Oral Health Fact Sheet for Dental Professionals Adults with Epilepsy
Epilepsy is a brain disorder characterized by excessive neuronal discharge that can produce seizures, unusual body movements, and loss or changes in consciousness. Transient episodes of motor, sensory, or psychic dysfunction, with or without unconsciousness or convulsive movements may be present. (ICD 9 code 345.9).
• < 1% • 75% no known etiology • Higher frequency in males
• Partial affects only part of the brain: * Simple – may be subtle, with awareness intact * Complex – involves impairment of awareness, variable presentation: may have autonomic symptoms, abnormal sensation, hallucinations • Clinical Generalized – affects entire cortex: * Absence – impaired consciousness, staring, and eye blinking * Atonic – abrupt loss of muscle tone, loss of consciousness, and sudden collapse * Myoclonic – sudden jerking of arms and/or legs and impaired consciousness * Tonic-clonic – loss of consciousness, repetitive jerking, sustained stiffening, post-seizure amnesia, and possibly cyanosis • Increased risk for: * dental caries * oral trauma * laceration, including bite injuries to tongue * ulcerations and glossitis as a result of medication-induced B-12 deficiency * trauma-induced TMJ disc dislocation requiring reduction * trauma-induced tooth avulsion – if tooth cannot be located, chest imaging indicated to rule out aspiration to lungs • Medication-induced gingival hyperplasia, bleeding gums, and delayed healing • ADHD • Learning disabilities • Anxiety • Depression • None
Other Potential Disorders/Concerns
Related disorders with implications for dental treatment
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The list of medications below are intended to serve only as a guide to facilitate the dental professional’s understanding of medications that can be used for Epilepsy or conditions associated with Epilepsy. Medical protocols can vary for individuals with Epilepsy from few to multiple medications. SYMPTOM Seizures MEDICATION Anticonvulsants Carbamazepine (Tegretol) Valproate (Depakote, Depakene) Phenytoin (Dilantin) Gabapentin (Neurontin) Levetiracetam (Keppra) Lamotrigine (Lamictal) Felbamate (Felbatol) Tiagabine (Gabitril) Pregabalin (Lyrica) SIDE EFFECTS/DRUG INTERACTIONS Xerostomia, stomatitis, glossitis, dysgeusia, bone marrow suppression. Excessive bleeding may result when combined with aspirin or NSAIDs. Xerostomia, stomatitis, glossitis, dysgeusia, oral petechia. Excessive bleeding may result when combined with aspirin or NSAIDs. Xerostomia, gingival hyperplasia. Xerostomia, fever, mood changes, erythema multiforme, kidney failure, thrombo- cytopenia, viral infections, hyperkinesia, other neurologic symptoms. Hostility, irritability, mood changes, depression, anorexia, infection, gingivitis. Angioedema of mouth, lips, tongue or face; oral lesions, xerostomia, nausea, headache, blurred vision, double vision, Stevens-Johnson syndrome (uncommon, severe). Heartburn, vomiting, nervousness, drowsiness, facial swelling, runny nose, rapid or pounding heart rate, difficulty breathing or swallowing, depression. Dizziness, inability to concentrate, drowsiness, nervousness, irritability, tiredness, shaking. Alcohol, and drugs that cause sedation, may increase the sedative effect of this medication. Xerostomia, dizziness, drowsiness, edema, blurred vision, difficulty concentrating, reduced platelet counts. Alcohol, and drugs that cause sedation, may increase the sedative effect of this medication.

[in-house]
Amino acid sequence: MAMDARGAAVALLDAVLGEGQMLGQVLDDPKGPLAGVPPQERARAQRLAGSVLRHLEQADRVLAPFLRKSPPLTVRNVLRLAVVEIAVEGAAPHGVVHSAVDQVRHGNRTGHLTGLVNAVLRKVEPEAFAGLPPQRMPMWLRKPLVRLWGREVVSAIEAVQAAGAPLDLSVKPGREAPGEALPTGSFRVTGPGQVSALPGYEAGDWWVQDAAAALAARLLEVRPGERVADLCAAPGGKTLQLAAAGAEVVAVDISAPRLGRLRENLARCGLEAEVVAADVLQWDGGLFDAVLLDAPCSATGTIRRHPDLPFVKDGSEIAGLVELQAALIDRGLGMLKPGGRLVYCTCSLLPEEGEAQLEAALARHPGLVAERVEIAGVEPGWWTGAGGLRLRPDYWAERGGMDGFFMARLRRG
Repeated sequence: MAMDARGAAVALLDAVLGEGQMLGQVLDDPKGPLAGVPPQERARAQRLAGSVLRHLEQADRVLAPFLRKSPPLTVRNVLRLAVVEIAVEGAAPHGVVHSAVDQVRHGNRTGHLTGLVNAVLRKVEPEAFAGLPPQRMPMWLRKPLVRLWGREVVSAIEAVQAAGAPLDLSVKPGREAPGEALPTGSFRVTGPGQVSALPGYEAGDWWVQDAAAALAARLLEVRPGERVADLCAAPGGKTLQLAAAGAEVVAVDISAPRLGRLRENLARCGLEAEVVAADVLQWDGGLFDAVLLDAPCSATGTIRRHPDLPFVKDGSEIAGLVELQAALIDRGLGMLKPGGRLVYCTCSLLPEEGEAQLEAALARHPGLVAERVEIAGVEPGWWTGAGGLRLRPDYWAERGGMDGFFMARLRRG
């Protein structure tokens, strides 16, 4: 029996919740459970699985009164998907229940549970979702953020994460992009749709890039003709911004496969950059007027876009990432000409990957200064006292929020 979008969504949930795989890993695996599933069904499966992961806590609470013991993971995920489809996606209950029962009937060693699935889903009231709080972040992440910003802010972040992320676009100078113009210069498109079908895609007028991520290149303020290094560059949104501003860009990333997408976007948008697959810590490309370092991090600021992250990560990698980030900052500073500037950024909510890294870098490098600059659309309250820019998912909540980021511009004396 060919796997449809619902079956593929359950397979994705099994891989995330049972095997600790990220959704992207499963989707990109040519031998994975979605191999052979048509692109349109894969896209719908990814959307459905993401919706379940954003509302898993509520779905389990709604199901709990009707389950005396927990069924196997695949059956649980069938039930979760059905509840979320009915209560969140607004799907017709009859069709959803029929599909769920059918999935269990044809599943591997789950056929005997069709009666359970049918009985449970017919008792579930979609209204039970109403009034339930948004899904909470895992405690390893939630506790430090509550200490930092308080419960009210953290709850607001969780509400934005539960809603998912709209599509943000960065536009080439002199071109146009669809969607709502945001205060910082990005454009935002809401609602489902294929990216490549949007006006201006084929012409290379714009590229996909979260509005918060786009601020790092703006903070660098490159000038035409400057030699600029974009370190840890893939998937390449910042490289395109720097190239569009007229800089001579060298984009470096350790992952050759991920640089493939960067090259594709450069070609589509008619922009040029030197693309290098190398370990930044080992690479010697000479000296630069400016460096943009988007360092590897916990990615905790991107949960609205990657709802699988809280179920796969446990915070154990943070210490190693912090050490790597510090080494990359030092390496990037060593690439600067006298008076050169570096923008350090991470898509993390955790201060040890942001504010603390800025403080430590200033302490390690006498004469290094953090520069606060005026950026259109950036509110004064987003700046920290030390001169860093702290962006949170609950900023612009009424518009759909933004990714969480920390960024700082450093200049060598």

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SYMPTOM Seizures continued Muscle Spasticity and Rigidity MEDICATION Topiramate (Topamax) Oxcarbazepine (Trileptal) Zonisamide (Zonegran) Baclofen (Lioresal) Diazepam (Valium) Dantrolene sodium (Dantrium) Tizanidine (Zanaflex, Sirdalud) SIDE EFFECTS/DRUG INTERACTIONS Dizziness, tiredness, speech problems, difficulty with memory, sensory distortion. Alcohol, and drugs that cause sedation, may increase the sedative effect of this medication. Xerostomia, toothache, earache, dysguesia, headache, acne, nausea, vomiting. Dizziness, drowsiness, tiredness, lack of coordination. Alcohol, and drugs that cause sedation, may increase the sedative effect of this medication. Xerostomia (uncommon), angioedema of mouth, lips, tongue or face. Drowsiness, dystonia, double vision, xerostomia or hypersalivation, seizures, CNS and respiratory depression, paradoxical CNS stimulation, tiredness, syncope, fatigue, ataxia, depression, headache, nausea. Alcohol, and drugs that cause sedation, may increase the sedative effect of diazepam. Use with caution for persons with sleep apnea. Drowsiness (alcohol can increase this effect), weakness, dizziness, tachycardia (increased heart rate), abnormal blood pressure, diarrhea, constipation, liver failure. Use caution in combining with drugs that cause CNS depression. Drowsiness (alcohol can increase this effect), xerostomia, dizziness, hypotension, weakness, somnolence. Do not prescribe with ciprofloxacin or fluvoxamine. Fluoroquinolone antibiotics, such as floxcin and norfloxacin, interfere with tizanidine metabolism. Use caution in combining with drugs that cause CNS depression.